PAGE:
Final SG meeting of semester approves a student commission with City Council

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Co-Author of A.R. 20 Benjamin Solder dicusses the resolution with SG Representative Jordan Cope. The resolution supports the revival of a college student task force that would give City Council input on issues.

Photo Credit: Anthony Mireles | Daily Texan Staff

At the final Student Government meeting of the semester, members passed last-minute legislation and tabled others, most notably signing off on a resolution to form a student advisory commission with the Austin City Council.

Assembly Resolution 20 was fast-tracked with unanimous consent last night, supporting the renaissance of a college student task force originally formed by the Austin City Council in 2015, composed of students from each of the five major universities in Austin. The College Student Commission, to be officially voted on by Council on Dec. 14, would bring three UT students from diverse backgrounds to give the Council official input on issues
impacting student life. 

Resolution co-author Alden Marshall said this initiative gives UT students the opportunity to work with local authorities on the decisions that often affect their lives in Austin. 

“A lot of times, college students and young people in general are left out of the political process,” said Marshall, management information systems and government sophomore. “I think, here at UT, we’ve really shown over the past couple of election cycles that we’re willing, and we’re ready and eager to participate in this process and keep moving forward with that.”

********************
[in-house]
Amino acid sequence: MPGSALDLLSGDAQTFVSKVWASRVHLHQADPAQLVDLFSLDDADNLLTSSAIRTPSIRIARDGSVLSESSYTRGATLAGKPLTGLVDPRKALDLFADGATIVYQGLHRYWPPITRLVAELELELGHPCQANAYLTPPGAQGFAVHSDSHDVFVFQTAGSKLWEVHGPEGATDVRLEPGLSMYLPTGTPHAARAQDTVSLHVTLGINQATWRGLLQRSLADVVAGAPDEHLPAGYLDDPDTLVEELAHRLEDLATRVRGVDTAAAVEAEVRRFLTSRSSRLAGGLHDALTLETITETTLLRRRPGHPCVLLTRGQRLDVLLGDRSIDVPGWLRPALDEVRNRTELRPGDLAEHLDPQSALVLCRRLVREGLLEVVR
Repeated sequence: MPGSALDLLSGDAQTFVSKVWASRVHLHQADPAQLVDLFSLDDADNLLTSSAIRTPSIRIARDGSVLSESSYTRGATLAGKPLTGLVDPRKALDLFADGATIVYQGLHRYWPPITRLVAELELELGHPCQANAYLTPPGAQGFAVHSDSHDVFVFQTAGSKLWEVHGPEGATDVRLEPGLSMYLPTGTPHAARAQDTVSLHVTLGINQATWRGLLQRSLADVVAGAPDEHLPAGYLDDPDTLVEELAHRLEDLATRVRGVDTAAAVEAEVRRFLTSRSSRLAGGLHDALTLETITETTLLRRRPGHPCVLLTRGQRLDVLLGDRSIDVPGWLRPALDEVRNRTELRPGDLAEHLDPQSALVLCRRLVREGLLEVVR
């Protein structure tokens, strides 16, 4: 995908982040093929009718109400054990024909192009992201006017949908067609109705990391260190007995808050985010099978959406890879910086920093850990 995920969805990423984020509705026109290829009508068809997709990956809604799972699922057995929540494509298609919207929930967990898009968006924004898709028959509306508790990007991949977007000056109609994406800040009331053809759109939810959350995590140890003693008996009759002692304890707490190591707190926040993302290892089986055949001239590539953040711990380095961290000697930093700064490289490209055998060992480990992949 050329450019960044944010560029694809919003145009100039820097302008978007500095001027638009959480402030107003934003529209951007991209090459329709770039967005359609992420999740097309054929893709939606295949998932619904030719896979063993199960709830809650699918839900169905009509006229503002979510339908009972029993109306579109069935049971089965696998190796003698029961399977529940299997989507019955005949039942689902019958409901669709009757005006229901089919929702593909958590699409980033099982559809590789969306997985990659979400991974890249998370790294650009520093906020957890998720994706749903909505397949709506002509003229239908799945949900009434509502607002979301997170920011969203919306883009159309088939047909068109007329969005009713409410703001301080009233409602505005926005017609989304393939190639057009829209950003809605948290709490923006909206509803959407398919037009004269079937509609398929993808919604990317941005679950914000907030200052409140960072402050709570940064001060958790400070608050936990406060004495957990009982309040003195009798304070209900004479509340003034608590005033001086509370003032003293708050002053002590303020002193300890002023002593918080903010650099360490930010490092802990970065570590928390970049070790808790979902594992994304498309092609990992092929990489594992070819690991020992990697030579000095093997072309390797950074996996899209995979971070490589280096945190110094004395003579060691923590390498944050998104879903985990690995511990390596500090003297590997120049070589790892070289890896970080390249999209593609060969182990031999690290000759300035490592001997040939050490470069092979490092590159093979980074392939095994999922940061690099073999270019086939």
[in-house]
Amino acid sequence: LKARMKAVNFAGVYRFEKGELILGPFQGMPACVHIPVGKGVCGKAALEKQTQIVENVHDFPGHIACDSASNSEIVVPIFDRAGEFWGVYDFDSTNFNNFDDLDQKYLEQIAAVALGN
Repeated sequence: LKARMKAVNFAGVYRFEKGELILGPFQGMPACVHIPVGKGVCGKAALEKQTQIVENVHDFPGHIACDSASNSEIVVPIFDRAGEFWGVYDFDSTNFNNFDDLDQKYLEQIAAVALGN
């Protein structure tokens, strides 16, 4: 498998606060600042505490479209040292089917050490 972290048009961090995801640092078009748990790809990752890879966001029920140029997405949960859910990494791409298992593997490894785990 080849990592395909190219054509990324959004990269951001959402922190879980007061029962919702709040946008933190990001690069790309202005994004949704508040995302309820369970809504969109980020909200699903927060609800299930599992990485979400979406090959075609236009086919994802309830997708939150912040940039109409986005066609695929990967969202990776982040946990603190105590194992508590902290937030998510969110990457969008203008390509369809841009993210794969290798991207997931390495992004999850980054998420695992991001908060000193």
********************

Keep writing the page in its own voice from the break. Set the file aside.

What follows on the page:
The ordinance for the commission provides space for three students each from UT, St. Edwards University, Huston-Tillotson University, Austin Community College and Concordia University. It is a revival of the Student Quality of Life Committee formed in 2015, which was approved by City Council in May to be reframed as a
permanent fixture. 

Mayor Pro Tem Kathie Tovo said the initiative has had a lot of support from City Council so far, and she expects the ordinance to pass next week as a significant step on behalf of
the city. 

“We’ve been in a pattern as a city of reducing the number of boards and commissions,” said Tovo, who represents areas of West Campus. “The fact that the Council is willing to add another ongoing, permanent commission says a lot about how much the council values input
from students.”

The commission will meet twice a year and is expected to represent the diverse population of each campus, according to the city ordinance. Only one member from student government may serve on the commission at a time and each term will last two years.

Santiago Rosales, SG chief of staff, said he is supportive of the initiative because similar models have proven successful in the past, such as the UT President’s Student Advisory Committee and the UT System Student Advisory Council. 

“What this commission would allow is for students to have a very formalized place where they can talk about those issues directly to city officials,” Rosales said. “We’ve seen this model work for student advocacy in other realms … it’s been a proven way of advancing
student interests.” 

During the same meeting, a resolution in support of removing policy differences for women in coed intramural soccer and softball was approved, as well as a declaration of a mental health crisis at UT and in the state.